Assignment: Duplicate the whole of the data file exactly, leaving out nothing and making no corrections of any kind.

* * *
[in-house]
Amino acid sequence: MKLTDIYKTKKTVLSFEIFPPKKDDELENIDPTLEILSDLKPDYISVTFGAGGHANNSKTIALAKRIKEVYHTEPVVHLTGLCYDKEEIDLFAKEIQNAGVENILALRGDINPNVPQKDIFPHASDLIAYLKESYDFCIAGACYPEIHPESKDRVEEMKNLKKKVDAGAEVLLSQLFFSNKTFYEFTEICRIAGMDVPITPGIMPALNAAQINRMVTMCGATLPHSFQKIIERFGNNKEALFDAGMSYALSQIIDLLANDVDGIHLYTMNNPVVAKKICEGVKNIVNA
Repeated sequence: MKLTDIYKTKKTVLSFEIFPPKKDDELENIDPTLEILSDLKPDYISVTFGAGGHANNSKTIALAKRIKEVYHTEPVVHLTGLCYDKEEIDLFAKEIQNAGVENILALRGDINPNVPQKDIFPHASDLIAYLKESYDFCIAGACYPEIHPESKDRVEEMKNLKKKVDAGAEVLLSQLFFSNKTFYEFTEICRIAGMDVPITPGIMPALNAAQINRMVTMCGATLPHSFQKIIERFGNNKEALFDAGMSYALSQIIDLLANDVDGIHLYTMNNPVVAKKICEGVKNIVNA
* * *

[in-house]
Amino acid sequence: MKLTDIYKTKKTVLSFEIFPPKKDDELENIDPTLEILSDLKPDYISVTFGAGGHANNSKTIALAKRIKEVYHTEPVVHLTGLCYDKEEIDLFAKEIQNAGVENILALRGDINPNVPQKDIFPHASDLIAYLKESYDFCIAGACYPEIHPESKDRVEEMKNLKKKVDAGAEVLLSQLFFSNKTFYEFTEICRIAGMDVPITPGIMPALNAAQINRMVTMCGATLPHSFQKIIERFGNNKEALFDAGMSYALSQIIDLLANDVDGIHLYTMNNPVVAKKICEGVKNIVNA
Repeated sequence: MKLTDIYKTKKTVLSFEIFPPKKDDELENIDPTLEILSDLKPDYISVTFGAGGHANNSKTIALAKRIKEVYHTEPVVHLTGLCYDKEEIDLFAKEIQNAGVENILALRGDINPNVPQKDIFPHASDLIAYLKESYDFCIAGACYPEIHPESKDRVEEMKNLKKKVDAGAEVLLSQLFFSNKTFYEFTEICRIAGMDVPITPGIMPALNAAQINRMVTMCGATLPHSFQKIIERFGNNKEALFDAGMSYALSQIIDLLANDVDGIHLYTMNNPVVAKKICEGVKNIVNA